With the weather warming up, my training has progressed outdoors from my self imposed training prison -- and this has led to me needing to carry 100% of my required nutrition on my rides.  No more sneaking up to the kitchen to mix up another bottle of Infinit if I felt like I was lacking some energy.  Although the individual flavours are excellent on their own (my own preference being the fruit punch, which is curious given my typical aversion to overly sweet sports drinks), but due to poor planning, I had run out of all but the orange flavour.  Mixing up 4 bottles of a single flavour, I headed out on my planned 4 hour ride.

The first 3 hours felt great -- I was right on my power target with an exertion that felt relatively easy.  I had noticed that I was actually feeling so good that I didn't keep up with my nutrition targets.  Then it started to hit me -- I could feel the bonk coming.  But, at this stage, I had already drank so much volume of a single flavour that I was really fighting being able to finish my nutrition.  I knew that I would feel better once I drank it, but just struggled to get it down.  Flavour fatigue had hit me.  I had heard about this countless times, but never experienced it so acutely until now.  It's amazing how something you previously enjoyed can become so difficult to palate when you're pushing your endurance limits during long training sessions!

Having stopped, I was able to compose myself and eventually finish off another bottle.  I started feeling much better right away -- the best part, after only a few minutes, I was able to continue the ride, eventually finishing more or less on schedule and on pace!

Having learned my lesson this time, I now make sure to always pack all 3 of the flavours on any long ride or even indoor training session.  Being able to quickly and easily go back and forth between the Infinit flavours is a sure way to be able to avoid any of the issues coming along with flavour fatigue.  I would highly recommend this to anyone -- if you're investing in adapting to a proper nutrition strategy, giving yourself multiple options is the only way to go.  Seeing that I manage to go through the bags of the custom blend fairly quickly, it only made sense to have all 3 flavours on hand at the same time ,meaning that I could switch flavours depending on my preference that day -- or even better, give myself the option for long rides where I don't know what I'll have a taste for!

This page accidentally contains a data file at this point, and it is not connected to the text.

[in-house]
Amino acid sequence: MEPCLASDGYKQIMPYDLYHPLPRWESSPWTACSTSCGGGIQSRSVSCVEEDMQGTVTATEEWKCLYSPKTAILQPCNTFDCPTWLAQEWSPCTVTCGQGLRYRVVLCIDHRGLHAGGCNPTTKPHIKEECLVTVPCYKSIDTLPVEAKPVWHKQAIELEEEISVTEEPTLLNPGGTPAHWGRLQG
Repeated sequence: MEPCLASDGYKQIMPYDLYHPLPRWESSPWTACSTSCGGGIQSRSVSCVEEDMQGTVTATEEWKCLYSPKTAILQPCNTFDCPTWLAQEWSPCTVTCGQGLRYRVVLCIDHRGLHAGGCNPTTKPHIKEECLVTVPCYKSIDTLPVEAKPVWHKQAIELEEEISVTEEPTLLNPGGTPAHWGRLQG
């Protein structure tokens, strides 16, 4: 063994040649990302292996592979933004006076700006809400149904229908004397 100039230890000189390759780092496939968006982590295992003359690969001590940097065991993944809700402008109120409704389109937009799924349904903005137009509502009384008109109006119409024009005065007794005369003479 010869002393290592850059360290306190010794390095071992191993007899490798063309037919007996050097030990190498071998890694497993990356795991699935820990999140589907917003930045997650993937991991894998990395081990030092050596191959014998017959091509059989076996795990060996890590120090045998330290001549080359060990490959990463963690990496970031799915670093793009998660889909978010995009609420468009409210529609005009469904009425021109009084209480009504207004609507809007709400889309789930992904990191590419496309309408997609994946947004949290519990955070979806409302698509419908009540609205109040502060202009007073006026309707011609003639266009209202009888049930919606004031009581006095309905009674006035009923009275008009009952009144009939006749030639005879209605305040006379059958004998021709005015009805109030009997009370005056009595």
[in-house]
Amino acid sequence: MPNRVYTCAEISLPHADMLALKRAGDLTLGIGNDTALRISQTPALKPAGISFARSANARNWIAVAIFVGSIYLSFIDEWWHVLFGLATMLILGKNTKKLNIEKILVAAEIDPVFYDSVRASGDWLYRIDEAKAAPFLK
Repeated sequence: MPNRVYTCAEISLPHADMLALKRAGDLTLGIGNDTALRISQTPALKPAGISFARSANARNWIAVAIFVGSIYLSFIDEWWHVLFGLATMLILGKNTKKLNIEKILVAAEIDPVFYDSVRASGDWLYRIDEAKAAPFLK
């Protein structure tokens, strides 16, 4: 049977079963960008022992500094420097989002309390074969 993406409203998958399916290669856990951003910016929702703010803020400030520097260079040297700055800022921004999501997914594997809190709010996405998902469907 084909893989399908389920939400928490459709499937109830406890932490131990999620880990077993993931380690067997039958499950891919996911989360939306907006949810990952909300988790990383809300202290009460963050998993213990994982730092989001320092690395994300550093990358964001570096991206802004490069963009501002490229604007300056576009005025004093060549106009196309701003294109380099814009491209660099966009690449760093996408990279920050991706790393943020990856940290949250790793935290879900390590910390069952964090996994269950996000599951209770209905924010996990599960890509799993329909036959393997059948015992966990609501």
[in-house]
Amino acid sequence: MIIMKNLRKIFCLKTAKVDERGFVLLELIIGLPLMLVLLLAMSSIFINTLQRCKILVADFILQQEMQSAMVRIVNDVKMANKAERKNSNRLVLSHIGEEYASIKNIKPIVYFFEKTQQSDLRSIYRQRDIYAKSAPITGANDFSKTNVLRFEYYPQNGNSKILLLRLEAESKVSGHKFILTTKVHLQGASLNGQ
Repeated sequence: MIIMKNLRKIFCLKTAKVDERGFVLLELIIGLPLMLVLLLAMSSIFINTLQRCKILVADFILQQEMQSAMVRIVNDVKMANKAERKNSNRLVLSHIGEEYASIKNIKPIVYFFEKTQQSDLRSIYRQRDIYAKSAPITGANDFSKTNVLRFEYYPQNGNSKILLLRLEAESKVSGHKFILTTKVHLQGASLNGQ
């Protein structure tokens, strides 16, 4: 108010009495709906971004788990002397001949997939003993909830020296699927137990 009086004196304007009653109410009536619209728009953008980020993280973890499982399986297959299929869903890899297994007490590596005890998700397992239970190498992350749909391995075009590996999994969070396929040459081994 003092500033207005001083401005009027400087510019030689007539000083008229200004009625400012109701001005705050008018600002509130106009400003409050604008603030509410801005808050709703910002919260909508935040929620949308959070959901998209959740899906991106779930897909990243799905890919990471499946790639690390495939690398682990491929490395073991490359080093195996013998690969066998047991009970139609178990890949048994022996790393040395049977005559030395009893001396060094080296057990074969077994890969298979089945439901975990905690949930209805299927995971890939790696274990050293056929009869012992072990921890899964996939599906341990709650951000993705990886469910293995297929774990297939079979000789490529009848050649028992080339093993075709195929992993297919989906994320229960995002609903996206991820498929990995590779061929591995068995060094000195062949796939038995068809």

Friday, May 11, 2018

Bike Windsor Essex - Creating a Bike-Friendly City

We recently had the opportunity to connect with Oliver and the team from Bike Windsor Essex; a non-profit organization in Windsor, ON that is focused on getting more people out cycling. They are advocates for safer cycling infrastructure, and public and government acceptance and support for cycling as a legitimate means of transportation.

"We believe cycling is an important aspect of forward thinking regions. We believe that supporting cycling can improve the health, economy, and environment of our local community."

Through a number of yearly initiatives, Bike Windsor Essex is focused on creating a safer city for cyclists, and encouraging the general public to get out and ride by offering bike clinics, cycling-based events, a bike-repair shop, and more.

Bike Windsor Essex hub in downtown Windsor. Photo courtesy of Jenn Escott. 
Bike Windsor Essex is located in downtown Windsor, ON, on the corner of University Ave and Pelissier St. Their HQ is home to their Bike Kitchen, as well as their Wrench Up program and cycling courses. The Bike Kitchen provides a unique opportunity for avid and amateur cyclists alike to learn to maintain, repair and build their own bicycles. The staff accept donated bikes in any shape, refurbish them, provide use of tools and work stations to the public, provide cycle safety and bike repair education to schools and cyclists, and more.

Through their refurbishment program, Bike Windsor Essex has created the Earn-A-Bike program, which allows low-income youth and New Canadians the opportunity to refurbish a donated bike, which then becomes their own once it is in safe, working condition.